The clinical presentation of MM is not always typical of MM, but may be very similar to the presentation of AL, DLBCL, and CLL. Thus, the presence of anemia, low blood cell levels, severe anemia and hypercalcemia should raise suspicion of MM. As
A small percentage of [multiple myeloma](https://www.withpower.com/clinical-trials/multiple-myeloma) patients are eligible for myeloma-targeted therapies, a novel and highly active treatment strategy for multiple myeloma patients undergoing an operation. Patients enrolled in the trial showed survival rates and progression-free survival rates comparable to historically treated patients. ClinicalTRACT Number: NCT00016256 \n
MM is unlikely to be caused by any one factor. Rather, it is probably the result of a complex interaction of risk and protective factors. While we know some of these factors, we lack an understanding of the mechanism by which they operate. The challenge for the future may be to develop an integrated risk score with greater predictive accuracy than that of any current model. Only when such a risk score proves useful in the clinical management of a particular individual patient with MM will it be possible to recommend specific preventive or therapeutic measures that will reduce the likelihood of its clinical progression.
The goal of MM treatment is a cure. With MM's low survival and remissions with MM therapies, it is no longer an appropriate goal to cure MM. More emphasis needs to be placed on long-term disease-free survival and improving MM remission rates.
Multiple myeloma is a rare and usually curable leukemia that originates in plasma cells of bone marrow. The disease is characterized by elevated levels of serum paraprotein and hypercalcemia. Many newly diagnosed MM patients present to oncologists with a newly diagnosed bone pain and/or pathological fracture. The management of MM currently involves use of chemotherapy regimens that do not cure MM; however, some studies show improvement in quality of life.
Although less common than AL, IM and MM are a growing and serious clinical problem in the United States. Because of the recent increase in the incidence, incidence is the most important and reliable measure for evaluating the prevalence of MM in a given area.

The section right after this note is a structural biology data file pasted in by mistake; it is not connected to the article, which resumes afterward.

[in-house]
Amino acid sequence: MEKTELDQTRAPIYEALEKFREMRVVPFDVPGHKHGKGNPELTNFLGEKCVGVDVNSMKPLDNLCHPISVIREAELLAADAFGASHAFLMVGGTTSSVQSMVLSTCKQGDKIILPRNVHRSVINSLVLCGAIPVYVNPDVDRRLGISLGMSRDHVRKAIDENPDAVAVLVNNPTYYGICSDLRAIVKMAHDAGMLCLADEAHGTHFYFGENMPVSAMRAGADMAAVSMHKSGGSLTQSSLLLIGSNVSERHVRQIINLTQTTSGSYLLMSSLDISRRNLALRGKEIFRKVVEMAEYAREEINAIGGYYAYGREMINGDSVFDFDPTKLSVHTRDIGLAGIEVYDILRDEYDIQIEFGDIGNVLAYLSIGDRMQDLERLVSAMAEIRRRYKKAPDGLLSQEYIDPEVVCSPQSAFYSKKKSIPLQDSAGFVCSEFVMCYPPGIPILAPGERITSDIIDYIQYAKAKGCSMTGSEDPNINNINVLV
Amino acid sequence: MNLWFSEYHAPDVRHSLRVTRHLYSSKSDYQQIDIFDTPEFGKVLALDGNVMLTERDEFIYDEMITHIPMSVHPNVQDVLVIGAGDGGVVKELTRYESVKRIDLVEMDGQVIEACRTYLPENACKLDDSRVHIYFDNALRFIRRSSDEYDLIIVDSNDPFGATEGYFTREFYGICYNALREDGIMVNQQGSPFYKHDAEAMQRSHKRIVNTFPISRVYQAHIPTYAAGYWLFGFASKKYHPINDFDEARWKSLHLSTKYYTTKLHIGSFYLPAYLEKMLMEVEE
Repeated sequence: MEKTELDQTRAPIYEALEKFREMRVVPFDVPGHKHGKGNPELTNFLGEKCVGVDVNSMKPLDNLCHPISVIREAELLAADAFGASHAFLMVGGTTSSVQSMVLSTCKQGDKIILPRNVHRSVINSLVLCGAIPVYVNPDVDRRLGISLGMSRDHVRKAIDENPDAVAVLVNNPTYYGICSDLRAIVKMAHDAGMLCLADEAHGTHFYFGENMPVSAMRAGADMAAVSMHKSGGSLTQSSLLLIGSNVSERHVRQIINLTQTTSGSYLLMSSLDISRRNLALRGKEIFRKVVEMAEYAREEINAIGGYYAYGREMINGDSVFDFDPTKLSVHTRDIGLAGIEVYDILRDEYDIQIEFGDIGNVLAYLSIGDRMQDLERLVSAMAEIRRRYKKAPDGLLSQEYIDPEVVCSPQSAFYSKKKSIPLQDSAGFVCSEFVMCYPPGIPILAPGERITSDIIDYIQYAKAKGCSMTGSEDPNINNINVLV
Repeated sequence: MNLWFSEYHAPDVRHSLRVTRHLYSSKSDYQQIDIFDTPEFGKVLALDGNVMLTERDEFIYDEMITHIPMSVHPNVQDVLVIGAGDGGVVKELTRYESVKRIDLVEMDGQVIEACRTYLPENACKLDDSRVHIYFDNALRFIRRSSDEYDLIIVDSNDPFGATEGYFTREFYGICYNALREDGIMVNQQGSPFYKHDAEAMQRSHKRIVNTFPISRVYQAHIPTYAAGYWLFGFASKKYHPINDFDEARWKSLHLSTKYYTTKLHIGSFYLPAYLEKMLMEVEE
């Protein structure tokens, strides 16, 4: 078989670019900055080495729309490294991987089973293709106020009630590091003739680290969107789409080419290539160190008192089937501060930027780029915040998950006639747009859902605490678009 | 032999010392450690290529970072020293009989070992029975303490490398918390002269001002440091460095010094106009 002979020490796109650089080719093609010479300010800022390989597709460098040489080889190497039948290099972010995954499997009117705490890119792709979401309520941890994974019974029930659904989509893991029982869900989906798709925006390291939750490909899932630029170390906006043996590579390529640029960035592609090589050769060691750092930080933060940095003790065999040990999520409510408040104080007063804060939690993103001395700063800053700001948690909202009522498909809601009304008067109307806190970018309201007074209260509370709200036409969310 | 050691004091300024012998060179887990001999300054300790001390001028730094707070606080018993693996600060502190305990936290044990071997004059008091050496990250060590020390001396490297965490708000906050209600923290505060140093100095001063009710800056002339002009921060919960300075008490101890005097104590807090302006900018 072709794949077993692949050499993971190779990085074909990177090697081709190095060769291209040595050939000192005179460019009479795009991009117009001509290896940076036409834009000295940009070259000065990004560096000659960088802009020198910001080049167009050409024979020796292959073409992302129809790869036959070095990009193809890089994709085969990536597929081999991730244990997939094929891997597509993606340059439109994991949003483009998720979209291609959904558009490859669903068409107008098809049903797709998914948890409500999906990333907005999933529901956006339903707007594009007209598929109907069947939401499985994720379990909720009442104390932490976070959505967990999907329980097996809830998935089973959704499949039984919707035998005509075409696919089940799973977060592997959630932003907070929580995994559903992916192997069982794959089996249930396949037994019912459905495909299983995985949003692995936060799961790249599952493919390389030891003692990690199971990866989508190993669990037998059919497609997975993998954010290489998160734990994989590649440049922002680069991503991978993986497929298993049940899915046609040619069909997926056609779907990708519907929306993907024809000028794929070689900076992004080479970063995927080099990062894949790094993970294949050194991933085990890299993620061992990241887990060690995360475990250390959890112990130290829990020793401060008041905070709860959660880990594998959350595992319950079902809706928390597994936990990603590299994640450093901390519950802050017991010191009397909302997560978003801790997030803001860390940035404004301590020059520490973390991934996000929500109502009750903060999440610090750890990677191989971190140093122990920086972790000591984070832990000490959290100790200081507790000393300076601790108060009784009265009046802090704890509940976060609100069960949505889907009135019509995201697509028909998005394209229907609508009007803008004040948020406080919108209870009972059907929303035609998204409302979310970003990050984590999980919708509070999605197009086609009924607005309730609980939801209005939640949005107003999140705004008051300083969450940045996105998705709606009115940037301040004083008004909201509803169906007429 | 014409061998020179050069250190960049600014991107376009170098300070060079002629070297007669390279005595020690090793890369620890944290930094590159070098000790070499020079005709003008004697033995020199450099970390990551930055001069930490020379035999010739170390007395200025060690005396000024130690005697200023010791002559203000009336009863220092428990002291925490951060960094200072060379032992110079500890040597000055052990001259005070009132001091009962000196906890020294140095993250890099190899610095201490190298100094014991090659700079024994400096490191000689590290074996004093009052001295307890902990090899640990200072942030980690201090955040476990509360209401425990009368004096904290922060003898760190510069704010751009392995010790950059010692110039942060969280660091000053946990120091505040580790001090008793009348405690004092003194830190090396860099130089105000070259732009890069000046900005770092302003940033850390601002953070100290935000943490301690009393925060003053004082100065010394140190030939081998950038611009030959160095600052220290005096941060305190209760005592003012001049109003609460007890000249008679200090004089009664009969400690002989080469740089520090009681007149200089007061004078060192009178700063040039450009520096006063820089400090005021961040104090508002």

Although the [median survival following the initiation of a bortezomib-containing regimen is around 10 months and has been shown to be effective in trials] is not as strong as previous estimates, this study demonstrates that patients may expect to survive longer than the 10 months that are typical after [bortezomib-based regimens] have been initiated. The survival rate for patients in this investigation is currently the best known survival estimate for MM patients who have been treated with a bortezomib-containing regimen (bortezomib plus dexamethasone or lenalidomide plus dexamethasone).
The time between first diagnosis and a subsequent relapse is relatively short in myelomas (8.0-10.6 months) and, in half of cases, in a third of patients with low bone destruction disease a disease-free interval seems to be achievable after a period of less than 6 months. Thus, the time between diagnosis and first observation of myeloma related events is rather short and this does not seem to be explained by the time between initial diagnosis and observation of an event. Further studies on myeloma pathogenesis are necessary to find the reasons that myeloma patients relapse.
We found limited evidence that pomalidomide has been studied in other clinical trials as compared to the current clinical trial, and it has not been found in clinical trials that could be accessed by patient/physician.
In our study population, the risk of developing multiple myeloma in the 3-to-4-year time interval preceding and following a diagnosis of monoclonal gammopathy of undetermined significance/smoldering multiple myeloma in the United States was 0.12% and 0.02%, respectively. However, no patient in this study had the typical clinical features of monoclonal gammopathy, thus, these patients likely had occult primary multiple myeloma.
The study clearly showed that pomalidomide is significantly more effective and well tolerated than a placebo. However, we are also sure that the differences in the outcome could be due to the placebo effect.
Pomalidomide can be used for multiple indications, and when used to treat more serious, chemotherapy-refractory MDS it can benefit patients with multiple myeloma. It should be used with caution in patients with lymphomas, who are at risk of developing blood clots.